As I continue to gain experience and traverse the network engineering landscape, I have encountered many types of engineers and the varying attitudes about certification. I sometimes have an internal struggle about them. (Am I up for the time commitment?) However, the issue for me is not doing certifications, more about when to do them and what they mean in value.
To get an idea of what I mean by when, think about baking a cake. We all know the steps: Gathering ingredients, mixing you dry ingredients, then you wet ingredients, making the cake batter, baking the cake, cooling and then icing the cake. The gathering, mixing and baking takes precision, patience and passion. The cooling and icing is simple, an art, and displays your final product in a intriguing (and tasty!) way.
As this relates to certifications, my experience is that when I was starting out, getting the CCENT/ CCNA certification was making the cake mix. I wanted to get my foot in the door and get an opportunity to show case what (little) I had learned. Reading, lab work, and working in study groups were me gathering and mixing the ingredients. Working in the field has given me time to gather experience (baking) that will solidify my learning.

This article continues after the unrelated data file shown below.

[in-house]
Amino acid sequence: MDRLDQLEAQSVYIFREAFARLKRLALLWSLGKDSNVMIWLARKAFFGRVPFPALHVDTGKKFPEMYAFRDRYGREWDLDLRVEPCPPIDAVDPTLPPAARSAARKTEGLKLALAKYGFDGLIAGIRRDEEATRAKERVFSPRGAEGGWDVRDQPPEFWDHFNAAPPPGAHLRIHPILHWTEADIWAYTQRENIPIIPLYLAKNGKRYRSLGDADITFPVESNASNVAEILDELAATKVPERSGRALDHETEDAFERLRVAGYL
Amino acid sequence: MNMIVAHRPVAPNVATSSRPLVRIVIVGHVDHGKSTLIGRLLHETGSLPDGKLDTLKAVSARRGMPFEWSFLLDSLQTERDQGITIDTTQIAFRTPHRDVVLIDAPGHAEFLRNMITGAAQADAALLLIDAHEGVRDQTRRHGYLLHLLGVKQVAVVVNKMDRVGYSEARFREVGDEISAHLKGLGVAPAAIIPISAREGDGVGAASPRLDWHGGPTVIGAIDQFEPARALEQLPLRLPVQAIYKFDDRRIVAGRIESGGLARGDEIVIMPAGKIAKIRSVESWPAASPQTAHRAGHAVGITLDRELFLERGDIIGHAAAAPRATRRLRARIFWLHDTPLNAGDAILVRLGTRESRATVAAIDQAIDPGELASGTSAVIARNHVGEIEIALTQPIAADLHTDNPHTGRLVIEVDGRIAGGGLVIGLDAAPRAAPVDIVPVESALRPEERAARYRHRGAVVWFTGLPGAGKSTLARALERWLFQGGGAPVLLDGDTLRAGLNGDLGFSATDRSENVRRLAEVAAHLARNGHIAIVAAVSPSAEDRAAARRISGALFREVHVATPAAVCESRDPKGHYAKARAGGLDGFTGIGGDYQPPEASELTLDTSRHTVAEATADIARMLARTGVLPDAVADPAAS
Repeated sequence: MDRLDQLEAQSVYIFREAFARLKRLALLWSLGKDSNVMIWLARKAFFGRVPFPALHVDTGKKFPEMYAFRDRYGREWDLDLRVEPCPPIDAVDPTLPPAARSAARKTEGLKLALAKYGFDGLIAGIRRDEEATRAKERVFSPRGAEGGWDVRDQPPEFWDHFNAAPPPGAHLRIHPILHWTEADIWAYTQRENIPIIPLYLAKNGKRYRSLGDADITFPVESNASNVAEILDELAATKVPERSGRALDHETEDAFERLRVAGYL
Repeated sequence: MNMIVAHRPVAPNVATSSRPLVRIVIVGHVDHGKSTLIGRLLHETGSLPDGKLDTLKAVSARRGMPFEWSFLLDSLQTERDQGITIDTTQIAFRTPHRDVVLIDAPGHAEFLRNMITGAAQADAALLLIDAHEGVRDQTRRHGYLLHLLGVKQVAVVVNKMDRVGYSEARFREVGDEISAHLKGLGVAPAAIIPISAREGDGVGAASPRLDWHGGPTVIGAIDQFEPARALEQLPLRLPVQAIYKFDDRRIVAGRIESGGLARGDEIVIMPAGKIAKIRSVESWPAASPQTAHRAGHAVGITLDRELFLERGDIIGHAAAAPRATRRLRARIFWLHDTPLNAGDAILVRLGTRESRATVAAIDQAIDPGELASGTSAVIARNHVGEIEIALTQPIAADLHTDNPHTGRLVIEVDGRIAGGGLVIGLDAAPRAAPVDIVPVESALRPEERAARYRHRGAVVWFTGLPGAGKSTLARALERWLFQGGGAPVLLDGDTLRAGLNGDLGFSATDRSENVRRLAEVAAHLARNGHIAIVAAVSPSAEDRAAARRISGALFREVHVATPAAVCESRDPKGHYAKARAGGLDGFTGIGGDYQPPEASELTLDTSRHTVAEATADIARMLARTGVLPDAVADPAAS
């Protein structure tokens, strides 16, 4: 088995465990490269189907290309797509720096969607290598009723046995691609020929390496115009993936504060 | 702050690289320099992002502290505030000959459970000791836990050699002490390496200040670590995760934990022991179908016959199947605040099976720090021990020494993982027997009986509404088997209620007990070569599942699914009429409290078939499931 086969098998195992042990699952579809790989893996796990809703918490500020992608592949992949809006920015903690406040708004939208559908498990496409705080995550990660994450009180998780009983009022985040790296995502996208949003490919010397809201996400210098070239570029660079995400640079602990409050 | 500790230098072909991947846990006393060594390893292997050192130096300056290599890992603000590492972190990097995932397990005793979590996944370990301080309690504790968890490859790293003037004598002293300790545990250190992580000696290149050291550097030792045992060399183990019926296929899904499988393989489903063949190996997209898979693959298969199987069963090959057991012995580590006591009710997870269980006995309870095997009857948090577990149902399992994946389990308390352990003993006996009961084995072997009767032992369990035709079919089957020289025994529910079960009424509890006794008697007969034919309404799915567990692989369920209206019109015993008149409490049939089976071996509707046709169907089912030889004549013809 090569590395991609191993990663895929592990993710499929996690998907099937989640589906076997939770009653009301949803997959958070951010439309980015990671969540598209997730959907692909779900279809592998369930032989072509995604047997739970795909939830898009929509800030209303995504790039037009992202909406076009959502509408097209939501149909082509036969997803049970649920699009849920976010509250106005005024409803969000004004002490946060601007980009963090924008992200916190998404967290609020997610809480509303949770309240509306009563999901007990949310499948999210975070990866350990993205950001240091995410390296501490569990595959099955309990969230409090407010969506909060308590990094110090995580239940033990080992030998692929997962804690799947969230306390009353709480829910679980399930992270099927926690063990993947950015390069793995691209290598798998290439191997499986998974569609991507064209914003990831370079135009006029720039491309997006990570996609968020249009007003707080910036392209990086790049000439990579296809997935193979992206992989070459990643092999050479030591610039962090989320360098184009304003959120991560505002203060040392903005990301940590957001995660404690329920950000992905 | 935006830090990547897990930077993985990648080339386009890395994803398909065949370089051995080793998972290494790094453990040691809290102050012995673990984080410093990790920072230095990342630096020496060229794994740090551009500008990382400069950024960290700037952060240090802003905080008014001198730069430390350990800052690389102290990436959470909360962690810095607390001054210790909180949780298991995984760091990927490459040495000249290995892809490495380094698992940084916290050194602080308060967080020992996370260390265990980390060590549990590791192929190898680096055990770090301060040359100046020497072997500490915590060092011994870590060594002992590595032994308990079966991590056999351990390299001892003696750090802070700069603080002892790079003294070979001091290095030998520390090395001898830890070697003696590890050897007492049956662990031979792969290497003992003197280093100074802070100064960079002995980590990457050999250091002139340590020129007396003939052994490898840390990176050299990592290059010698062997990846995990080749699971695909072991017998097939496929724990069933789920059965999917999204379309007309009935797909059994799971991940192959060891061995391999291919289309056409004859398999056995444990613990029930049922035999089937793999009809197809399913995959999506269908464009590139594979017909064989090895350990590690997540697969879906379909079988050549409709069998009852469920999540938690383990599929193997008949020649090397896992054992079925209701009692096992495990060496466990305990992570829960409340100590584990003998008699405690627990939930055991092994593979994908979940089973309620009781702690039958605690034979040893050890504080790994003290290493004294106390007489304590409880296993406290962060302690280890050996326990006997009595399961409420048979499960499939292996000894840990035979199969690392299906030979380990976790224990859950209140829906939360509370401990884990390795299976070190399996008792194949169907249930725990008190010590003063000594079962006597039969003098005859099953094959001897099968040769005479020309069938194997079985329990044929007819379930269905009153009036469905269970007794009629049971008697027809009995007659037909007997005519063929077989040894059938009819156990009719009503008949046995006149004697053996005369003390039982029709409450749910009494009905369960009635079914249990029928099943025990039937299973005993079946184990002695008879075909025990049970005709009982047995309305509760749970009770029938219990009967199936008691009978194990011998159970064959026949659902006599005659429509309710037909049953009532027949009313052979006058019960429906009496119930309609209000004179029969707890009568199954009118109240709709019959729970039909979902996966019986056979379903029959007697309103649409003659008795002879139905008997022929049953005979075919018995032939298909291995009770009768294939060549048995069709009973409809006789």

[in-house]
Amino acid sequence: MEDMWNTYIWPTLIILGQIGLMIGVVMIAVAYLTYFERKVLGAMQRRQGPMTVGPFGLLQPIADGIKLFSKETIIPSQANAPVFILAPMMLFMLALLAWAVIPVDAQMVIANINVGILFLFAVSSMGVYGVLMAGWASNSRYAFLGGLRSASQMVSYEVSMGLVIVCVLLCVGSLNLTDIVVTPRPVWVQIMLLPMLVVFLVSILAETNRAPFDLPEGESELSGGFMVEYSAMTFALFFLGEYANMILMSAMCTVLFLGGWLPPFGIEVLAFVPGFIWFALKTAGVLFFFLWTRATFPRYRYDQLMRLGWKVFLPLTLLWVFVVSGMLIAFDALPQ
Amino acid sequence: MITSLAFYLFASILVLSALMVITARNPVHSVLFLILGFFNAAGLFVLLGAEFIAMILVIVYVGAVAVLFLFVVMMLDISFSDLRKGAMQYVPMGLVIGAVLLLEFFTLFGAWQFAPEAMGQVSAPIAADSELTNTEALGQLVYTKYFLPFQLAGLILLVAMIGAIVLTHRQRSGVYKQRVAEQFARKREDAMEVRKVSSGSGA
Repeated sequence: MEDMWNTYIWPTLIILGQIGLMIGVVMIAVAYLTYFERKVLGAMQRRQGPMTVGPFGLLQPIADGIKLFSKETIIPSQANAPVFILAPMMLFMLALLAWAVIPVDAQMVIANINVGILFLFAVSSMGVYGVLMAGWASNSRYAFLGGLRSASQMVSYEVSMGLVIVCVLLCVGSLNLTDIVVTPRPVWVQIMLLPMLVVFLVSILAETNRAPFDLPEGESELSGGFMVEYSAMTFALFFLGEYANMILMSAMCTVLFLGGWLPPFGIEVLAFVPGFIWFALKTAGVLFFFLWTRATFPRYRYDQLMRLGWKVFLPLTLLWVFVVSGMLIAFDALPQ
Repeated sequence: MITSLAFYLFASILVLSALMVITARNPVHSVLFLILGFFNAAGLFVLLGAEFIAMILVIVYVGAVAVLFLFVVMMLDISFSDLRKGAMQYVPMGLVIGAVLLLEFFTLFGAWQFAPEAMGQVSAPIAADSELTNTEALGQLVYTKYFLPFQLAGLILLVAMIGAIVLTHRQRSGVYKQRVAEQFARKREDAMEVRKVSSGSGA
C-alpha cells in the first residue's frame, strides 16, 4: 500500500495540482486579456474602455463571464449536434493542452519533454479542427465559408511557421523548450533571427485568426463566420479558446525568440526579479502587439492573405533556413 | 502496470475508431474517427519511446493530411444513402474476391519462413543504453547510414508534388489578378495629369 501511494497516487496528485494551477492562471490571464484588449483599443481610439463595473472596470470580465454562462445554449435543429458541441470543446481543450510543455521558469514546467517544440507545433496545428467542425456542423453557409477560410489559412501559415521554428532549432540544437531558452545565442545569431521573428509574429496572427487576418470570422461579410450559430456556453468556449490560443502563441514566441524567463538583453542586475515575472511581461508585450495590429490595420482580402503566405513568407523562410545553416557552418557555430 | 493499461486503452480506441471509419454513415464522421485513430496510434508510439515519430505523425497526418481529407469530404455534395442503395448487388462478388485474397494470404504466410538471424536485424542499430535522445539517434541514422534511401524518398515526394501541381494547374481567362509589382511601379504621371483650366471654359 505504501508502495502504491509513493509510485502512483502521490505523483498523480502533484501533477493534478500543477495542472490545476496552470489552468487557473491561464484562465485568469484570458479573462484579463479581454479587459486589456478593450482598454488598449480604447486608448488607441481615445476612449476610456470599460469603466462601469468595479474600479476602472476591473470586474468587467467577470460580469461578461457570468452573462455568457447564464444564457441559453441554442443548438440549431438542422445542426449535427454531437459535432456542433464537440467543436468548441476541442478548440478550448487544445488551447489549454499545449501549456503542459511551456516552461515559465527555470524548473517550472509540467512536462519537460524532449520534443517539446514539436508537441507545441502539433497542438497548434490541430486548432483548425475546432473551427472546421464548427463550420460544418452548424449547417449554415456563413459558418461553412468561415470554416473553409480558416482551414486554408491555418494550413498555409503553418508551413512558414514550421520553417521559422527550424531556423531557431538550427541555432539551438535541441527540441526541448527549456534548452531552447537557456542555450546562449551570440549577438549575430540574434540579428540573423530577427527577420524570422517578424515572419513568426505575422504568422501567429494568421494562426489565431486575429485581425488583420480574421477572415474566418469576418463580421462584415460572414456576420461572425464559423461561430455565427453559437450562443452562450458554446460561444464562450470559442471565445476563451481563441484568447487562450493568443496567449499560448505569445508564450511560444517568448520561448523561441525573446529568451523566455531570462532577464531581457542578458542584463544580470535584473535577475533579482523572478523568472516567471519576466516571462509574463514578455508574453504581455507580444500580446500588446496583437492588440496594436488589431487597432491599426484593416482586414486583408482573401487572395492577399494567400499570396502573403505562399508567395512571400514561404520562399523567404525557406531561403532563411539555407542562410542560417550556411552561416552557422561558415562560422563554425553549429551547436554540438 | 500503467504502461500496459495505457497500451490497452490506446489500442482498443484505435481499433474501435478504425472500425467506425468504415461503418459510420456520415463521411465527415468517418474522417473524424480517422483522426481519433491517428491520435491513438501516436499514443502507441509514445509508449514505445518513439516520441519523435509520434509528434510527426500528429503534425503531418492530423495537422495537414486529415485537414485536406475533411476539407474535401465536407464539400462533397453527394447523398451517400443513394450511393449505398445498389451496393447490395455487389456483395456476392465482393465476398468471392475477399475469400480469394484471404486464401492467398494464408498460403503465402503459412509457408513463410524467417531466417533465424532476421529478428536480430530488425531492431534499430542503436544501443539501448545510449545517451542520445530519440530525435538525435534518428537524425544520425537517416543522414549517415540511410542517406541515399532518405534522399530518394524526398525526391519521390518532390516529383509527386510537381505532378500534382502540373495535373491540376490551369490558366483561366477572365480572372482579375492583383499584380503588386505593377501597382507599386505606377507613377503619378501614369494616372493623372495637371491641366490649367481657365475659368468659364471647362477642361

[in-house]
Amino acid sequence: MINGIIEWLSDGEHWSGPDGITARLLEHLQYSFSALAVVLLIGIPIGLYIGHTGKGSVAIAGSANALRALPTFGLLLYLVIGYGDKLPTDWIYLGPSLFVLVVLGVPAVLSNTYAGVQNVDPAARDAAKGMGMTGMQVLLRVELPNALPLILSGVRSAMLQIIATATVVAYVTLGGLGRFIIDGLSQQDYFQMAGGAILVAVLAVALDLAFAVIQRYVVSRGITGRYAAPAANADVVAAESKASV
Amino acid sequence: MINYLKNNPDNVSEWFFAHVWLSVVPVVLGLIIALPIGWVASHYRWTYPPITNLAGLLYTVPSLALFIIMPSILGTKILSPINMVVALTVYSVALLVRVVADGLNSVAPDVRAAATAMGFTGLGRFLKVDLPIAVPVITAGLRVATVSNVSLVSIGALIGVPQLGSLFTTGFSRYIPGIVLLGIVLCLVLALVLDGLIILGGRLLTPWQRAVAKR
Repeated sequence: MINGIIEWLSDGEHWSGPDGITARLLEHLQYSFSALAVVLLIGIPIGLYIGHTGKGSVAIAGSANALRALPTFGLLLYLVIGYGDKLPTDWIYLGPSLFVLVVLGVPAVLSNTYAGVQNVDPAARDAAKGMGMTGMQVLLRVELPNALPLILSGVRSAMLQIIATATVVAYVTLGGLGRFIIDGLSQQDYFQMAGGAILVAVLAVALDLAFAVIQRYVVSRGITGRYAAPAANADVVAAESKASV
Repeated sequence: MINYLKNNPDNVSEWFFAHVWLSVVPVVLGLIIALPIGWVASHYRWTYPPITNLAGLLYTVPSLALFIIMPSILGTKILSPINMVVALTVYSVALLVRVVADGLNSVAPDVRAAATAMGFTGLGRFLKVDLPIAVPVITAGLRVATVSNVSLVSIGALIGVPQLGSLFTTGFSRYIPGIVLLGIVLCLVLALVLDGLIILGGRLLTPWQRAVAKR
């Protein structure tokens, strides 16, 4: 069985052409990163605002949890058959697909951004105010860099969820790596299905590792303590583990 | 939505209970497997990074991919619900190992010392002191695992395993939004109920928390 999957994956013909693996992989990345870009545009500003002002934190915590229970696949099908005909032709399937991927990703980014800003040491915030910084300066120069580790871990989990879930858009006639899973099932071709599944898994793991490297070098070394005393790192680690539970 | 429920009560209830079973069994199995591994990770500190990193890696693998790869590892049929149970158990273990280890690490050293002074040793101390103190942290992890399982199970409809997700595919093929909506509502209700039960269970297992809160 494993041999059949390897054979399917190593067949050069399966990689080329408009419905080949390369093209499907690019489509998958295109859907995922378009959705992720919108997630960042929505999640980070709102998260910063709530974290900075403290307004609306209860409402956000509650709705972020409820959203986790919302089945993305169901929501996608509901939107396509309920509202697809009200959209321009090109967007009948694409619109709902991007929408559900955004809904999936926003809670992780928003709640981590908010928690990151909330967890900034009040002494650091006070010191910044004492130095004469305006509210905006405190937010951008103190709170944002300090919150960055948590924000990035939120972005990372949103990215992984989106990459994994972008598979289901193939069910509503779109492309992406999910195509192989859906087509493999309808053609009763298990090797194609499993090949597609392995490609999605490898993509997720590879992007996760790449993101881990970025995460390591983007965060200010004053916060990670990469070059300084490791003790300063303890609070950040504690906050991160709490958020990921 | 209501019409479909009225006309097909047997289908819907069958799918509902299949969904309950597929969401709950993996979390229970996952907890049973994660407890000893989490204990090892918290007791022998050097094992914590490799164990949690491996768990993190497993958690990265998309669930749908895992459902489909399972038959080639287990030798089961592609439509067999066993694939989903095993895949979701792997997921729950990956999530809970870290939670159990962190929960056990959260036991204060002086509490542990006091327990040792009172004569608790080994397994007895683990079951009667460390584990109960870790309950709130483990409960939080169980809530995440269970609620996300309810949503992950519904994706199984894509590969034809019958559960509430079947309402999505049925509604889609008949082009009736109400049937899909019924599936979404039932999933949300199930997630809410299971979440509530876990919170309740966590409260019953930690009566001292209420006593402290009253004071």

Working on my CCNP is a bit of icing and a bit of making cake. To do the work at the CCNP level, there has to be a mastery of CCNA topics and skills. This mastery has come through experience. This is like putting icing on the finished cake.At the same time, with new skills to learn, it is again me working to get my foot in the door to more senior level engineering work. (Making cake mix)
In conclusion, network engineering like most careers, there is a circle of learning. In some cases you may need a certification to help you get started with new skills and access to new work (making cake mix) or you will using it to solidify your status as an expert(icing the cake!).
What is your experience? Do you agree? Sound off below.